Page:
“Mr. Franklin’s book has for some time been in the hands of most who hear me, and large accounts, drawn up by foreigners (as well as by the learned gentleman before mentioned), of Mr. Franklin’s numerous and curious experiments, have been laid before this Society, besides those which himself has more immediately caused to be communicated to us at various times. It would therefore be impertinent in me to trespass upon your patience by entering into a detail of particulars, which, I am satisfied, you are all well acquainted with.
“True it is, that several learned men, both at home and abroad, do not entirely agree with him in all the conclusions, which he thinks may be deduced from the experiments he has made. But far be it from me to pretend to decide these points, more especially in this place and at this time. That matter is yet in dispute; and, if I am rightly informed, Mr. Franklin is now preparing to produce in support of his sentiments still farther experiments, some of which, he flatters himself, will appear more surprising than any that have already been communicated to the world.
“Let it therefore suffice for the present to say, that even those persons, who happen to differ from him in opinion as to some points, universally acknowledge his great merit, and particularly the learned gentleman, whom I have more than once mentioned, is pleased to declare Mr. Franklin to be ‘a very able and ingenious man,’ and says, ‘that he has a head to conceive, and a hand to carry into execution, whatever he thinks may conduce to enlighten the subject-matter of which he is treating; ‘ and, although that gentleman ‘cannot agree with him in some of his opinions, yet he thinks scarce anybody better acquainted with the subject of electricity than Mr. Franklin.’
“These testimonials, therefore, given by so capable as well as unprejudiced judges, in his favor, and more especially that character of him, which I have just quoted, joined with that opinion, which everyone who has read his books must entertain of him, will sufficiently justify your Council in having adjudged to Mr. Franklin the Copley medal for this year, as a mark of distinction due to his unquestionable merit.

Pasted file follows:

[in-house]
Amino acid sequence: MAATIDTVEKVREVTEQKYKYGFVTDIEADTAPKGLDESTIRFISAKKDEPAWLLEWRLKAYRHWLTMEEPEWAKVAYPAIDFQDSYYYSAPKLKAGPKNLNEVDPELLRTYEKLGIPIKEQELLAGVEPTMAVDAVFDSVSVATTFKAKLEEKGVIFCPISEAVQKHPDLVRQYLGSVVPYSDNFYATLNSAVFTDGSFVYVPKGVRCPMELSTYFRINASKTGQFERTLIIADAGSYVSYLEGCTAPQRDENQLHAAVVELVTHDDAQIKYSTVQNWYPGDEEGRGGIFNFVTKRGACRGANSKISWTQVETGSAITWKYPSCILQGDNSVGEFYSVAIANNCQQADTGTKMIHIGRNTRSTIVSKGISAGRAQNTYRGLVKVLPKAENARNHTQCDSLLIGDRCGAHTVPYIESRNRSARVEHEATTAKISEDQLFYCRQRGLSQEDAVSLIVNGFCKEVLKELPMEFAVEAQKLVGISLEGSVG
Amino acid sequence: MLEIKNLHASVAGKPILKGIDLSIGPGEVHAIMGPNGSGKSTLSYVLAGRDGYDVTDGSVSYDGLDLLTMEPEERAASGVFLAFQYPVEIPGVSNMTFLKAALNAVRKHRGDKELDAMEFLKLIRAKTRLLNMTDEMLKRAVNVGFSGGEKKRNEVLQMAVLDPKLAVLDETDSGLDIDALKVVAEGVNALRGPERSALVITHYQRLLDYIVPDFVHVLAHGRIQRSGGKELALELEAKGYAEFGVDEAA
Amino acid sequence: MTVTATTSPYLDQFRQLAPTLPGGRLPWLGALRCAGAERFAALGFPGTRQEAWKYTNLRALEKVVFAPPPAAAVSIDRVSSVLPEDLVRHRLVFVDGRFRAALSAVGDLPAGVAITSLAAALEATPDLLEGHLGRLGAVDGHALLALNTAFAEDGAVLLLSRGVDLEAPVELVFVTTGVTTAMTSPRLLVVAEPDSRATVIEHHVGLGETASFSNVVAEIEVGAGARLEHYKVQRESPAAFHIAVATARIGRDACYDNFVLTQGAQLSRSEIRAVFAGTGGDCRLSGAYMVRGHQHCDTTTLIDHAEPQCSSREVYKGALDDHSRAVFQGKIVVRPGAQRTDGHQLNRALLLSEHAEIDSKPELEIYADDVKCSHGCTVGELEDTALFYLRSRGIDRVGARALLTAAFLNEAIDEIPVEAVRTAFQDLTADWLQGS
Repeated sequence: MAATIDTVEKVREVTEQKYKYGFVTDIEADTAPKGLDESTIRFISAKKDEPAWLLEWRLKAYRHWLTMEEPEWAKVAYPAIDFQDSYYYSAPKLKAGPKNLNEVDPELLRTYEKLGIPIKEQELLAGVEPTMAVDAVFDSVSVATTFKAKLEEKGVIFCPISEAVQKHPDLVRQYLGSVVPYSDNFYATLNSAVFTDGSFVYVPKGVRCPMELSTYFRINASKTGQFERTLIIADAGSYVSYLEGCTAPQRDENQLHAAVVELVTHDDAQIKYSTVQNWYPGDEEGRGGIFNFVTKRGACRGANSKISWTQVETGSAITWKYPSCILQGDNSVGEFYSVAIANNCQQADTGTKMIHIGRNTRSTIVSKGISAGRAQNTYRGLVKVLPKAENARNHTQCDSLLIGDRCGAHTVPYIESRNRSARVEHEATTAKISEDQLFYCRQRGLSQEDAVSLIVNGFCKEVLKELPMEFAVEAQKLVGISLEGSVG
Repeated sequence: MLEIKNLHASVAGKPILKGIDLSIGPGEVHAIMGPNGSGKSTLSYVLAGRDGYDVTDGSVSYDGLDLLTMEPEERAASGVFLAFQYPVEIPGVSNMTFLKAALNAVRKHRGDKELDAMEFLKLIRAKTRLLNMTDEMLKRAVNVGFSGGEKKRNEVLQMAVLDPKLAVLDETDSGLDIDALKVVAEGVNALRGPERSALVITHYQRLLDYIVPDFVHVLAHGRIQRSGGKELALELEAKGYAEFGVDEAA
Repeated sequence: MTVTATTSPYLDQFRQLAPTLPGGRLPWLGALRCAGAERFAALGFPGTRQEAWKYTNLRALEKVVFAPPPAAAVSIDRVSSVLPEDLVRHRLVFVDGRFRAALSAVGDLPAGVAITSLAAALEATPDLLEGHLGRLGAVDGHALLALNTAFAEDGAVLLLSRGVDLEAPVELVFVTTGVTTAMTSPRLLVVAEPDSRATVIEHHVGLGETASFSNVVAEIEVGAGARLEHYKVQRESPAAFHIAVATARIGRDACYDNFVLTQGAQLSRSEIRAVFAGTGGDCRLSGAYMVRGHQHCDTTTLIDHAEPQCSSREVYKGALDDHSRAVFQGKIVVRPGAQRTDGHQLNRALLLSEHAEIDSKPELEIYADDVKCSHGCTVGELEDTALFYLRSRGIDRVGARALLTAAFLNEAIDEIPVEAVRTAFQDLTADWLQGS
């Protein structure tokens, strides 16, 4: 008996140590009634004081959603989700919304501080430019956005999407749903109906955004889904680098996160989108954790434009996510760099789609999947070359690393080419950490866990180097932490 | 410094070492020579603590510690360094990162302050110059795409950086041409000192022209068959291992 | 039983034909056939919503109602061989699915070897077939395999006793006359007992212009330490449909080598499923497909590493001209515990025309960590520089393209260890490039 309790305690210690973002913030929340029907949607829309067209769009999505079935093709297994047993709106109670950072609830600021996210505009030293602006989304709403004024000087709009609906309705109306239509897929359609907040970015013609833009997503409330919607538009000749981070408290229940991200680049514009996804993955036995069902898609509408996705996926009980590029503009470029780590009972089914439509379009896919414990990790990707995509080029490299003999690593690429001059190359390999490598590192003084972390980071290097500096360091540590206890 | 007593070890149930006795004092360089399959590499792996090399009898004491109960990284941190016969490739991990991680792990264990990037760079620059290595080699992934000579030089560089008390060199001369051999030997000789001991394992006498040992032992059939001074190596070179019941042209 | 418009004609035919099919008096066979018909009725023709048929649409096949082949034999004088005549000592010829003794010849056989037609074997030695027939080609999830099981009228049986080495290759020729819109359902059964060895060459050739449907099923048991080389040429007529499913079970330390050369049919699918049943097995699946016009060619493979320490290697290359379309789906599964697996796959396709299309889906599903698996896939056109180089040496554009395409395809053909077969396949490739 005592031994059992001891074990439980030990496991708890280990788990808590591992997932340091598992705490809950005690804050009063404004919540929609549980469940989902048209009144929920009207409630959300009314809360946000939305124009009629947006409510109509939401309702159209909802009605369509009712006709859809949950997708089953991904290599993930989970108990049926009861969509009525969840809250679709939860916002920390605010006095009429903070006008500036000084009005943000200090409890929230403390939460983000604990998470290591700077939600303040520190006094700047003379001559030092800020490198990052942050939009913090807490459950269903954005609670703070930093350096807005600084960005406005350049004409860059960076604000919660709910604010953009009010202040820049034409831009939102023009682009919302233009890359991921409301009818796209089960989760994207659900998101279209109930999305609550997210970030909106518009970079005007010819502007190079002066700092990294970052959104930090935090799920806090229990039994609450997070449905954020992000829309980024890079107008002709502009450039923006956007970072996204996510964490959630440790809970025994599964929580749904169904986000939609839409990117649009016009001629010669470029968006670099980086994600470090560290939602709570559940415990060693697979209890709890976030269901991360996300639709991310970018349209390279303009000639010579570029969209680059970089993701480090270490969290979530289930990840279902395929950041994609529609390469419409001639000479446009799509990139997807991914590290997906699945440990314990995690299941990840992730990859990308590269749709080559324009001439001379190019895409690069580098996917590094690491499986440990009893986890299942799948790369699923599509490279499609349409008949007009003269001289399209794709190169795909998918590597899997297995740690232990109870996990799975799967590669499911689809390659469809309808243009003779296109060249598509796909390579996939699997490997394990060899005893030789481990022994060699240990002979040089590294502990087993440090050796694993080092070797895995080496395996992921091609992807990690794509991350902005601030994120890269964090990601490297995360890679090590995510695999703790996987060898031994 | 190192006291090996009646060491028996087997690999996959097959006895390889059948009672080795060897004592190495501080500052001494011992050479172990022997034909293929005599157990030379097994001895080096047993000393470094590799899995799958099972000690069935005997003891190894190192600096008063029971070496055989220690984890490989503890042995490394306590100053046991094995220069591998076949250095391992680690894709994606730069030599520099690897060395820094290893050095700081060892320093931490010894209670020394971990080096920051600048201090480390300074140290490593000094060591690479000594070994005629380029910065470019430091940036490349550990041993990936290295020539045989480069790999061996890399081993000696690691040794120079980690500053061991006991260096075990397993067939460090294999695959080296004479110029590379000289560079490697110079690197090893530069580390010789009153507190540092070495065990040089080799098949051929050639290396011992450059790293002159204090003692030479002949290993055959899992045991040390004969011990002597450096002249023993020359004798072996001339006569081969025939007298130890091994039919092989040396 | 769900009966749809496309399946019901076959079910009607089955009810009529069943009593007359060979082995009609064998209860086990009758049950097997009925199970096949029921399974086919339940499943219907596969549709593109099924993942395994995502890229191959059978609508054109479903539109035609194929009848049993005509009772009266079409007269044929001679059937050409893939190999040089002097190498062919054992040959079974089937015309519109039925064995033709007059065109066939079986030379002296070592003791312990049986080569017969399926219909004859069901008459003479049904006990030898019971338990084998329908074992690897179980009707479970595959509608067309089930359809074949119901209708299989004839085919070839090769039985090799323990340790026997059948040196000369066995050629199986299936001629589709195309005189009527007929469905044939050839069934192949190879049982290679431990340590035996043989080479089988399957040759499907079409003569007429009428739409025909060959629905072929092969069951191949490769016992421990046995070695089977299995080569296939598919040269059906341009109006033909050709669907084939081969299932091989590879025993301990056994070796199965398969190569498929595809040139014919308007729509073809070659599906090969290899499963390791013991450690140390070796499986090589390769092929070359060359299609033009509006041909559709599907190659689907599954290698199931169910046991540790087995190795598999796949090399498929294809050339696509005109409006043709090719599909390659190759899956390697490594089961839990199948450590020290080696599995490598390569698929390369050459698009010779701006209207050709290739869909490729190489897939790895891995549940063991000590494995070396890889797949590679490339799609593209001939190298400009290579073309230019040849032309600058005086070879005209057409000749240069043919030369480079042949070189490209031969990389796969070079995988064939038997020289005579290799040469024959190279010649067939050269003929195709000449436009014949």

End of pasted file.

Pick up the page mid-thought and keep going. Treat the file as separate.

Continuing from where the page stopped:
“Many and very considerable advantages and improvements have, within the space of some years past, been made in several branches of natural knowledge; but there is ample room still remaining for the inquisitive and able philosopher to employ his skill and labor.
“The Book of Nature is a very huge and comprehensive volume; and, notwithstanding no small part of it has been unfolded and exposed to our view by learned and ingenious men of this and many other countries, yet it still contains abundantly sufficient matter to exercise our talents upon, and which justly ought to excite our curiosity, and encourage us to proceed with vigor in our endeavors to bring to light what is at present concealed from our eyes.
“We know that few things are of so occult and obstinate a nature, as not to yield to sagacity, and to be forced to lay open their most hidden properties to the diligent and inquisitive inquirer.
“In confidence whereof let us pursue, with unwearied application and assiduity, our researches into every branch of natural philosophy. Nor let us be discouraged from such pursuits by a mistaken notion, that any part of it is too inconsiderable to deserve our regard and attention; since who could have entertained any hopes, some years ago, that electricity was capable of furnishing matter for so great and important discoveries, as have lately been made in relation thereto, and which at this time afford us a promising prospect of much more and greater, if due pains are not wanting, on our part, to search after them ?
“It is, therefore, to be hoped, that those gentlemen, who have applied their thoughts and studies to lay open the amazing properties of electricity, will not sit down contented with the progress that has already been made therein, but will rather be encouraged thereby to proceed diligently in the same work.
“And I flatter myself, that Mr. Franklin will consider this honorable present not only as a reward, in some measure, of the discoveries with which he has already favored the world in relation to this very powerful agent in nature, but also as a proper incitement to carry on still farther his inquiries into this truly deserving and important subject.
“Nor do I in the least doubt, that our worthy brother, Mr. Peter Collinson, to whom (as Mr. Franklin resides in a remote country) I shall recommend the care of conveying this medal to him, will make use of all proper means to induce him to persevere in so laudable an undertaking.”
The Benjamin Franklin Scientist Commemorative Silver Dollar Coin shows beside a portrait of Mr. Franklin with one of his electrical devices, circa 1763.